• Reminder to register free for the Make it Big Conference, a two-day virtual event featuring panels, workshops, and interviews about cryptocurrency, NFTs, Web3, metaverse, headless commerce, and more. Level up your e-commerce knowledge and explore the latest retail trends at BigCommerce's free, virtual conference on September 13-14, 2022. I'll be there!

10. This week in seed rounds, IPOs, & acquisitions….

  • Single, a music commerce app that handles merch and record sales, sales reporting, ticketing, and livestream concert hosting for over 3,000 artists and labels, secured an investment from Shopify for an undisclosed amount. Along with the investment, Single is adding token-gated commerce and content for musicians that can be pushed to Shopify stores to be purchased by fans alongside their other merch. 
  • Vinted, a Lithuania-based secondhand fashion marketplace, offered €30.2M to acquire Rebelle, a competitor which went public at the start of the year. The company wants to own over 90% of Rebelle as part of the deal. The offer received a positive response from Rebelle, who recognized the need for consolidation, mergers, and acquisitions in its future. 
  • Bonik, an e-commerce platform for small merchants in emerging economies who mainly run their businesses through Facebook and Instagram pages, raised $47k in a pre-seed investment from Mohammad Maaz. The company will use the funds to build more functionality into their product and a better user experience. 
  • SuperOrdinary, a marketplace that connects brands, creators, and consumers, acquired Fanfix, a content monetization platform for creators, for an undisclosed amount estimated to be in the eight-figures. The merger will allow Fanfix to plug in to SuperOrdinary's 140 brands to create new monetization options for their creators. 
  • Portage, a Tontonto-based liquidity provider, is putting together a $1B structured equity fund focusing on backing late-stage fintechs that are wary about taking a hit on their valuation as the market declines. Adam Felesky, the company's co-founder and CEO, wants to invest in securities that meld debt and equity features and don't force startups to lock in a valuation the way they would with traditional equity fundraising. 
  • Qwili, a South African startup that provides a hybrid sales product to micro and small merchants, raised $1.2M in seed funding after closing an undisclosed pre-seed round led by E4E Africa. The company will use the funds for app development, new hires, and hardware production including their NFC-enabled smartphone called Qwili Pula that allows merchants to send and receive payments.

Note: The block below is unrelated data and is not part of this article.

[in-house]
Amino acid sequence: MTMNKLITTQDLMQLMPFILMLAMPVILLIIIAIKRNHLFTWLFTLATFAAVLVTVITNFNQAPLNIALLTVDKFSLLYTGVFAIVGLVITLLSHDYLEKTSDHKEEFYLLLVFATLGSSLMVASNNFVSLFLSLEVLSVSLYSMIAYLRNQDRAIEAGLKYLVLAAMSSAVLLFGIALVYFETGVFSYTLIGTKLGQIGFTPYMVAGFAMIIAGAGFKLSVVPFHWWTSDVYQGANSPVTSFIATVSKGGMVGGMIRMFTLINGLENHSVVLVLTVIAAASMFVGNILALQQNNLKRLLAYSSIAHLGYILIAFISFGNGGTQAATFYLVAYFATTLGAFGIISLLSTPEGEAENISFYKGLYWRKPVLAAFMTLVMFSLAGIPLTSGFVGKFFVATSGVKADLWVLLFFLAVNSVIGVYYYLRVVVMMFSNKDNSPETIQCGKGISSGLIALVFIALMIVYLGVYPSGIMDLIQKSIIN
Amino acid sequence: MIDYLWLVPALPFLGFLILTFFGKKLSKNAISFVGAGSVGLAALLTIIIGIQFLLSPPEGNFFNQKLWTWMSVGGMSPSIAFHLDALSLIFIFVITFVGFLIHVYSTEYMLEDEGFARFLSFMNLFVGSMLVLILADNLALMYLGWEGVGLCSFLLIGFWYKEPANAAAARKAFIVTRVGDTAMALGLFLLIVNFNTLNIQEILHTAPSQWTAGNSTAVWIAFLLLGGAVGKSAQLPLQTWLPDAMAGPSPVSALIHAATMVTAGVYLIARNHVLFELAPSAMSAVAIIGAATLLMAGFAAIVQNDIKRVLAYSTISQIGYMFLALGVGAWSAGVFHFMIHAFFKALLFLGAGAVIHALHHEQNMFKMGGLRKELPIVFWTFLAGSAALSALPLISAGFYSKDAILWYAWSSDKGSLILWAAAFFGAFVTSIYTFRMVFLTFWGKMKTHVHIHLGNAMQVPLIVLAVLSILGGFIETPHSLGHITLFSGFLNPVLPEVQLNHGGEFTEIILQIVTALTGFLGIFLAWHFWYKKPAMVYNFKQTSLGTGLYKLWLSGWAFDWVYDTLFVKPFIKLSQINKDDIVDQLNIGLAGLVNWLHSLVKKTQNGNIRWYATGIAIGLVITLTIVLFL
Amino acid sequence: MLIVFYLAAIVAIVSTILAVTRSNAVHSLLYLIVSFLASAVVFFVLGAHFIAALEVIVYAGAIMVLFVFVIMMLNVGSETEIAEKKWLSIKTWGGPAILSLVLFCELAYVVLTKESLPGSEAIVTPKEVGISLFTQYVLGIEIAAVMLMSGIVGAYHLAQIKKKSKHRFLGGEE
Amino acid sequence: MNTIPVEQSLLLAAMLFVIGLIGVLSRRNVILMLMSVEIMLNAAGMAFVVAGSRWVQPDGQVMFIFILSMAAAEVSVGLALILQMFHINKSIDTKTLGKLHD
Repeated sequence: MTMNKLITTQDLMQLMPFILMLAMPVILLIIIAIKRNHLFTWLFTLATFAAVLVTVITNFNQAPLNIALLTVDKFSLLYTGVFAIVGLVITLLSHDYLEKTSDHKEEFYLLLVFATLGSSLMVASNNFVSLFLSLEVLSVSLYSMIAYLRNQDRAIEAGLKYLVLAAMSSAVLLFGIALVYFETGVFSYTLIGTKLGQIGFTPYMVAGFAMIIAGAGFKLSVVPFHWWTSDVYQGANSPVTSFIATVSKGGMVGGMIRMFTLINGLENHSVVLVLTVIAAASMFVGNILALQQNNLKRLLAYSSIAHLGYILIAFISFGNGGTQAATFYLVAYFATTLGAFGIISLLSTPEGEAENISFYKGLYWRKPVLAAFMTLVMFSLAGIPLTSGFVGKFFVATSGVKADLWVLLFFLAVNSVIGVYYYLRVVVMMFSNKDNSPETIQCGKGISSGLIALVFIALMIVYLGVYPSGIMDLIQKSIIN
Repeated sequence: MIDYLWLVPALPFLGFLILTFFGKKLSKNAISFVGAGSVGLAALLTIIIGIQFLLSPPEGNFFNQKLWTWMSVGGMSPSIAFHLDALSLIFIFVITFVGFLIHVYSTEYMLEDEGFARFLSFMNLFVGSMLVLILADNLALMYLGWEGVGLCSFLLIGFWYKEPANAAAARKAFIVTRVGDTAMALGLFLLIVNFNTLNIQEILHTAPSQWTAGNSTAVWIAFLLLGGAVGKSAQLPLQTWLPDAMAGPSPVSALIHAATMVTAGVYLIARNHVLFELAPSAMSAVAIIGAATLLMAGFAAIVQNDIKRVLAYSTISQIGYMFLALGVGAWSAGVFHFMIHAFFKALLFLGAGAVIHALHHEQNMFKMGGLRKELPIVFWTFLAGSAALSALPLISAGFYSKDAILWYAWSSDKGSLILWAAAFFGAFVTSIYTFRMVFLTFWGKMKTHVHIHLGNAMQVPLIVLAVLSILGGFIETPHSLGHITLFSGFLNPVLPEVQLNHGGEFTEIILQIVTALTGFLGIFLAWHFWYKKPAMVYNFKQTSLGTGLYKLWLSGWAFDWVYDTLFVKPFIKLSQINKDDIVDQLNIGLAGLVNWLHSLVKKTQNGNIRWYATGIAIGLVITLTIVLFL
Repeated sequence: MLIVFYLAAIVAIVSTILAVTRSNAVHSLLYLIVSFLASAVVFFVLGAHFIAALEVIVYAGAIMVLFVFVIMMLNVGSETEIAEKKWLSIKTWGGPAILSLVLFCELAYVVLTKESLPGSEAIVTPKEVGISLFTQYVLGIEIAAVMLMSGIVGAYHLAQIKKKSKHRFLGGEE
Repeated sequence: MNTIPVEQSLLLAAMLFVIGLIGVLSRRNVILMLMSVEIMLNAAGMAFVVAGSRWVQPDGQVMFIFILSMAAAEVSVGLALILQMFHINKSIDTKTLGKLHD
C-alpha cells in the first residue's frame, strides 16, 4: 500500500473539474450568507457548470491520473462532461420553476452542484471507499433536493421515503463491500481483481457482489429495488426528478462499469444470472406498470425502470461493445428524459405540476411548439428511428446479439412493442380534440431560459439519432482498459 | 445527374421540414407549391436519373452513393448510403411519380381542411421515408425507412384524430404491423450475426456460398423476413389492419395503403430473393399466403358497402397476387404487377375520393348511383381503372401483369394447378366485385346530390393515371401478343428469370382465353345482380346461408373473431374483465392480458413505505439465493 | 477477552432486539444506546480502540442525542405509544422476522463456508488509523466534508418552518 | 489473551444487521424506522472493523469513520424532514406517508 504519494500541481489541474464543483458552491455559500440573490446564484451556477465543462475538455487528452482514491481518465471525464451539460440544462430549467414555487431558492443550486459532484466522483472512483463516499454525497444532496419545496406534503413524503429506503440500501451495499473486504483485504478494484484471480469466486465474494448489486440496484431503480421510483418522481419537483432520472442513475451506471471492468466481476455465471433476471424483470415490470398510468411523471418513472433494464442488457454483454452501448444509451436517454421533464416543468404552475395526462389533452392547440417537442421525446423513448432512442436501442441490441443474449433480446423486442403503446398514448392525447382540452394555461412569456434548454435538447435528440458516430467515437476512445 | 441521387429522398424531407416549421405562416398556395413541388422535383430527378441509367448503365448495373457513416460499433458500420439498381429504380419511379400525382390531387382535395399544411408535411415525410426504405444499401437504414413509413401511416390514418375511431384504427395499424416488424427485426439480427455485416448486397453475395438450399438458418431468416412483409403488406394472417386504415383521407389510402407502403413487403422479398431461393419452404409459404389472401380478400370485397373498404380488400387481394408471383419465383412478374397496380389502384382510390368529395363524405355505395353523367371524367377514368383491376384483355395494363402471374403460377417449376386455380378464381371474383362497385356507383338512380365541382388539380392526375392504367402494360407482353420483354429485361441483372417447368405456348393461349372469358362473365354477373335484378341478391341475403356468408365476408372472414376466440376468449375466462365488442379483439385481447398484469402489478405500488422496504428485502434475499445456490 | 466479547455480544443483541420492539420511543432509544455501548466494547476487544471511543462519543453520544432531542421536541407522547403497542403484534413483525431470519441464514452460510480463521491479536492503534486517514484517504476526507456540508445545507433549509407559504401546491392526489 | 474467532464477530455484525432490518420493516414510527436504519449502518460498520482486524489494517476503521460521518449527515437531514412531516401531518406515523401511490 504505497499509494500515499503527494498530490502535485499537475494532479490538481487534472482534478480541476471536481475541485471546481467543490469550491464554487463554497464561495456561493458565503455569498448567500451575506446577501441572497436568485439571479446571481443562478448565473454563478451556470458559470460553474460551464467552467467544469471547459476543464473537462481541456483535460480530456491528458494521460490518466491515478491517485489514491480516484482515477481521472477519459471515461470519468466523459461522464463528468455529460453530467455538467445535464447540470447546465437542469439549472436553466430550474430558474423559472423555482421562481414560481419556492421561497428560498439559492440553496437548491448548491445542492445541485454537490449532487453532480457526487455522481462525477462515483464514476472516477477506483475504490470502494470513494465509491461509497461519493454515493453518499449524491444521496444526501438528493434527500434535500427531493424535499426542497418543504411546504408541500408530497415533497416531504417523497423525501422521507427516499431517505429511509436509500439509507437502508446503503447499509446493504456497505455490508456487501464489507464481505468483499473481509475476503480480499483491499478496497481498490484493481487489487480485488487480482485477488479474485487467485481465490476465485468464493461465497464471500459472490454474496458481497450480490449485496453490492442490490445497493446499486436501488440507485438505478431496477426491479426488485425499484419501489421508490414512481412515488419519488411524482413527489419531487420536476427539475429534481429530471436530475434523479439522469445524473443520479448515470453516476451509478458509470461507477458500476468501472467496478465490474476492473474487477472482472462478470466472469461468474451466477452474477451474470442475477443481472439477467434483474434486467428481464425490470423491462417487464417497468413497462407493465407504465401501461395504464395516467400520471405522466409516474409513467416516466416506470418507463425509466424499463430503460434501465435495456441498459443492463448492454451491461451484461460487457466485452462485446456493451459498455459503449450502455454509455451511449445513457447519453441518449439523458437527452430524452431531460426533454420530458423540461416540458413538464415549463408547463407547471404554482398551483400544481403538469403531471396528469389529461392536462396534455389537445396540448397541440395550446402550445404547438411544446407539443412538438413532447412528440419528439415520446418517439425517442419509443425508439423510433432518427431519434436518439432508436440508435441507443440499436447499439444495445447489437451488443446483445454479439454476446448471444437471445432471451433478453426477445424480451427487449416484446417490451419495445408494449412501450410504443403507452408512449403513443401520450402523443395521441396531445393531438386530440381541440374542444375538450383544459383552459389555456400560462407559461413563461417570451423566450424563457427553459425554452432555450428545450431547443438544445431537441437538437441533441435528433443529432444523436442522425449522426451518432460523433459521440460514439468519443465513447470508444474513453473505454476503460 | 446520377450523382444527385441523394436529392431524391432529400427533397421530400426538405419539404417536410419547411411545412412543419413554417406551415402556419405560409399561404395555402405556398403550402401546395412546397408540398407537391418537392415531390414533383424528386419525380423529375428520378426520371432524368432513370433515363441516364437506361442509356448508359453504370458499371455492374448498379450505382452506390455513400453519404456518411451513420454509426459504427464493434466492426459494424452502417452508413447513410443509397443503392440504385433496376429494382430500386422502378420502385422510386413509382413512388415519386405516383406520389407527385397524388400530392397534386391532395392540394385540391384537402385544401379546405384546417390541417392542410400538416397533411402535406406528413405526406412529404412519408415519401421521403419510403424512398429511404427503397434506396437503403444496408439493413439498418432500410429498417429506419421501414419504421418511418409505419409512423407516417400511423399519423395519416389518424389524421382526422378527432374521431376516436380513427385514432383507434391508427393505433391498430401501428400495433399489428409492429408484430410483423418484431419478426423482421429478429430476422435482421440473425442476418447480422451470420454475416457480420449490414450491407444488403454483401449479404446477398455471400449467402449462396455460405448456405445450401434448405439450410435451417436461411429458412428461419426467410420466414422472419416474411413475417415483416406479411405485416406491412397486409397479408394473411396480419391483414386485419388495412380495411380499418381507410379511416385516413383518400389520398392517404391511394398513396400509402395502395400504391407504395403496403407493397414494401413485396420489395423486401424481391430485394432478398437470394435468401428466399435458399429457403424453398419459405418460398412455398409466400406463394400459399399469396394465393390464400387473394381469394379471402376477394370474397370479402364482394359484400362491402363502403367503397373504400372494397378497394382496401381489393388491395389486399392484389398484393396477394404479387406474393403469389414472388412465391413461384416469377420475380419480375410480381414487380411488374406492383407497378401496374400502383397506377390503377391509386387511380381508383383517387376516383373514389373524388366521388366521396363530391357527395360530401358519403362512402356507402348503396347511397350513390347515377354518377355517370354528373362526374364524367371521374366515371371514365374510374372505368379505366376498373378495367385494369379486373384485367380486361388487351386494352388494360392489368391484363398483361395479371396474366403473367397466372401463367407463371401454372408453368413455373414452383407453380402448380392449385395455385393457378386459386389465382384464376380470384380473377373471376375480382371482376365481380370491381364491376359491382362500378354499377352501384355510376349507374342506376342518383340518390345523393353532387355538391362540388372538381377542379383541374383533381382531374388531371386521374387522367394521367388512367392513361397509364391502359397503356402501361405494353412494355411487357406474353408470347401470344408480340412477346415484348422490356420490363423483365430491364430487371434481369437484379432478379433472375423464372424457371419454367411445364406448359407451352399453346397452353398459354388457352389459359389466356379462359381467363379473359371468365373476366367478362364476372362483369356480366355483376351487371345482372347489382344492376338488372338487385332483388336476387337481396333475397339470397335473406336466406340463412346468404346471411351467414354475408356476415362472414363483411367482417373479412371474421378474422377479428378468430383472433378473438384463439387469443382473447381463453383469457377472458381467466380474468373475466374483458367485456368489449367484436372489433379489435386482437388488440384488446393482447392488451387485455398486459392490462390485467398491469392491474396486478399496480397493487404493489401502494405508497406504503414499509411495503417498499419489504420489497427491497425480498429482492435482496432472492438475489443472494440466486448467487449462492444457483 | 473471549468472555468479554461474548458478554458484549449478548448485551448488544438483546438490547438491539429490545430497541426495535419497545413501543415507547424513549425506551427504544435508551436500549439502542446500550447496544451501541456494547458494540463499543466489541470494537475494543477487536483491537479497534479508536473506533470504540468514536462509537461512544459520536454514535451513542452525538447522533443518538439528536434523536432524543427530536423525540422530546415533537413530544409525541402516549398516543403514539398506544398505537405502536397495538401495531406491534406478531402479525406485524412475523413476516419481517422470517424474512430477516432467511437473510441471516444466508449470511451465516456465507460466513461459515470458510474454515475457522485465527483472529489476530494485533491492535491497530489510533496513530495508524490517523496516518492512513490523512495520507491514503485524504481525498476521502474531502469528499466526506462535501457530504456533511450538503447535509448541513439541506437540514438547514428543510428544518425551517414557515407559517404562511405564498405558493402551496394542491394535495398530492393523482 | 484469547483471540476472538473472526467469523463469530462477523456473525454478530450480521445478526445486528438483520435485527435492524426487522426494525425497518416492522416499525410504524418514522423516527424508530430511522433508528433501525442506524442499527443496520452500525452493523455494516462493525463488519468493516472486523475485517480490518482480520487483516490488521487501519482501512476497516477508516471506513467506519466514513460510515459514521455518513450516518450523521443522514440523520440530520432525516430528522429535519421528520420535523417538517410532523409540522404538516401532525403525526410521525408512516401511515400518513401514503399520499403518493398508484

• Frontegg, a user management service for developers who build B2B SaaS apps, raised $40M in a Series B round led by Stripes and Insight Partners, bringing their total amount raised to $70M. The company will use the funds to expand its product offerings, invest in its infrastructure, and scale its R&D and go-to-market teams in Tel Aviv and San Francisco Bay Area.
  • Balance Payments Inc, a platform that makes it easier for B2B merchants to process payments by creating self-service checkout pages, raised $56M in a Series B round led by Forerunner Ventures, valuing the company at $356M. The company will use the funds to accelerate customer acquisition efforts and expand its engineering, sales, customer success, and product teams, growing its 70-person workforce to around 100. 
  • Nash, a delivery platform that plugs into third-party delivery APIs from DoorDash, Lyft, Uber and other partners and allows businesses to manage and track local same-day deliveries, raised $20M in a Series A round led by Andreesen Horowitz, bringing their total amount raised to $27.8M. The funding will be used to double down on hiring in engineering, operations, sales, and other areas as they plan to 3x their 25-employee headcount by the end of the year. 
  • Pogo, a cashback and rewards app for real-world purchases, raised $14.8M in venture capital, with $12.3M from a seed round led by Josh Buckley and $2.5M in a pre-seed round. After joining the app and sharing their data, the app shows aggregated rewards for purchases or recommendations to act on to save money. Remember Foursquare? I feel like they could've been crushing this area for a while now.
  • Cordial, a cross-channel marketing and data management platform that brings together data from multiple sources like cloud storage and rest APIs to create AI models that automate campaigns, raised $50M in a Series C round led by NewSpring, bringing its total amount raised to $85M. The company currently has 130 employees and plans to grow to around 200 by the end of the year.
  • The Fashion Kingdom, an Egyptian e-commerce marketplace for fashion, beauty, and home accessories that offers selling services for their brands including virtual fitting rooms, raised $2.6M in a seed funding round led by CVentures. The company will use the funds to accelerate its growth, build scalable tech and grow its team, which is comprised of 43% female employees including 50% of their management. 
  • Altruistiq, a London-based platform that helps companies measure and reduce their carbon emissions, raised £15M in a round led by Molten Ventures. Altruistiq's platform connects to an organization's finance software and other internal applications to collect data about its carbon footprint, which it then uses to map out their environmental impact.

What'd I miss?

Shopifreaks is a community effort and I appreciate your contributions to help keep the rest of our readers in the know with the latest happenings in e-commerce. Whenever you have news to share, you can e-mail [email protected] or hit reply to any of my newsletters.

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See you next Monday!

PAUL

Paul E. Drecksler
www.shopifreaks.com
[email protected]

PS: Where do rainbows go when they break the law? … Prism. It's a light sentence.